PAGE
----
What I can say is that the Chef took a somewhat unusual cut, the “cap” off the rib, to create a solid beef dish. The meat of course was incredibly tender. One would not want to gussy-up such an expensive cut of beef with anything more than a perfectly executed red wine sauce accompanied by earthy wild mushrooms.
Our table agreed that this was a quite good beef dish. But we also agreed that there should be an open debate as to the merits of the current fad with Kobe and Wagyu beef.
I am not the biggest fan of “Kobe” or “Wagyu” beef because I can’t say that it honestly tastes “beefy.” Understand that my family history in cattle ranching goes back over 150 years long before restaurants and distributors began selling “boutique” cuts of meat.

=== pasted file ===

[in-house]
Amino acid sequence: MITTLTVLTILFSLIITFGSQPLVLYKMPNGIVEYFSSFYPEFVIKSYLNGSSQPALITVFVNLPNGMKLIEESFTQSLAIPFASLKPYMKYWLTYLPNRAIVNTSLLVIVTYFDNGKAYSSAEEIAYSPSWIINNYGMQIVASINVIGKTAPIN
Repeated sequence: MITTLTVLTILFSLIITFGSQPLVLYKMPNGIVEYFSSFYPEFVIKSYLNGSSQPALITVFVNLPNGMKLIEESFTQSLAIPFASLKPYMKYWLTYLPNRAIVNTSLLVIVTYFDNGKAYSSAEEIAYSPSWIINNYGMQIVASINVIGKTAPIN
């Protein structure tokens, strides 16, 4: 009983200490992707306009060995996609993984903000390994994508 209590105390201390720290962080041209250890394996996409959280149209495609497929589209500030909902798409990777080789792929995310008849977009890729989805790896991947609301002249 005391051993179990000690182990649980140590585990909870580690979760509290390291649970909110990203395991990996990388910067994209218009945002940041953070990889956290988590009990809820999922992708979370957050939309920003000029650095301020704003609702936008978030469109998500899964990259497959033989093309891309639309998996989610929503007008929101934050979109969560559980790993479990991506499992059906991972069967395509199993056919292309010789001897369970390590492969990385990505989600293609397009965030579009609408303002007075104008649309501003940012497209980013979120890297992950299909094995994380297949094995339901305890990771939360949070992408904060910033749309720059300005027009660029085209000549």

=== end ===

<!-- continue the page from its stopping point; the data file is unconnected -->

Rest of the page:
My judgment must be clouded, because I don’t feel that it takes a beer-fed, spa-treated cow to give me a good steak. If Mr. Hereford has grazed in open meadows of alfalfa in the high-country of Eastern Oregon and then had the pleasure of fattening up on good grain and corn, he’ll give me a good Strip Steak.
Las Vegas is a city of excess in many ways-beef being one of the excesses. There are some steakhouses in town that are currently selling “tasting” plates of “Kobe Done Three Ways” that will set you back $150 bucks for about 8 ounces of meat. But does it really “taste” like “beef?” Is it “worth” the price? It’s a discussion that could go on over many bottles of fine red wine, but in Las Vegas, the beef traditionalists probably won’t win the argument.
Remember-people are in town to enjoy themselves-and taste foods and spend money-in a way they wouldn’t dream of doing back home. If the Kobe beef is expensive, it must be good.